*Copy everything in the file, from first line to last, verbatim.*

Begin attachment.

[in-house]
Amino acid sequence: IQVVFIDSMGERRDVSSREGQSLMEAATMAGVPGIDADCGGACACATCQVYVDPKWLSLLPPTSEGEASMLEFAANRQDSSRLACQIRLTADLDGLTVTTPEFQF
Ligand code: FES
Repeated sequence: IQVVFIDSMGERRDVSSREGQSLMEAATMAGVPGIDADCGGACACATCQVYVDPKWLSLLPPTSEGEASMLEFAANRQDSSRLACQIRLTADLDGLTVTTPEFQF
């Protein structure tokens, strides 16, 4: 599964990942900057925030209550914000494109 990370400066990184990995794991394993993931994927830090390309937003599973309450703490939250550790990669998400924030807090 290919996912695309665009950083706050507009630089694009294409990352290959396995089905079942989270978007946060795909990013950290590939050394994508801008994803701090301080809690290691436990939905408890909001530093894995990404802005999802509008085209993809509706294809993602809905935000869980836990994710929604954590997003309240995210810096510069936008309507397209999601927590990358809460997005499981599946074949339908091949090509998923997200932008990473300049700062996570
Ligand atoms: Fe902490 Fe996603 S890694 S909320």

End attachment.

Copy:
[in-house]
Amino acid sequence: IQVVFIDSMGERRDVSSREGQSLMEAATMAGVPGIDADCGGACACATCQVYVDPKWLSLLPPTSEGEASMLEFAANRQDSSRLACQIRLTADLDGLTVTTPEFQF
Ligand code: FES
Repeated sequence: IQVVFIDSMGERRDVSSREGQSLMEAATMAGVPGIDADCGGACACATCQVYVDPKWLSLLPPTSEGEASMLEFAANRQDSSRLACQIRLTADLDGLTVTTPEFQF
């Protein structure tokens, strides 16, 4: 599964990942900057925030209550914000494109 990370400066990184990995794991394993993931994927830090390309937003599973309450703490939250550790990669998400924030807090 290919996912695309665009950083706050507009630089694009294409990352290959396995089905079942989270978007946060795909990013950290590939050394994508801008994803701090301080809690290691436990939905408890909001530093894995990404802005999802509008085209993809509706294809993602809905935000869980836990994710929604954590997003309240995210810096510069936008309507397209999601927590990358809460997005499981599946074949339908091949090509998923997200932008990473300049700062996570
Ligand atoms: Fe902490 Fe996603 S890694 S909320």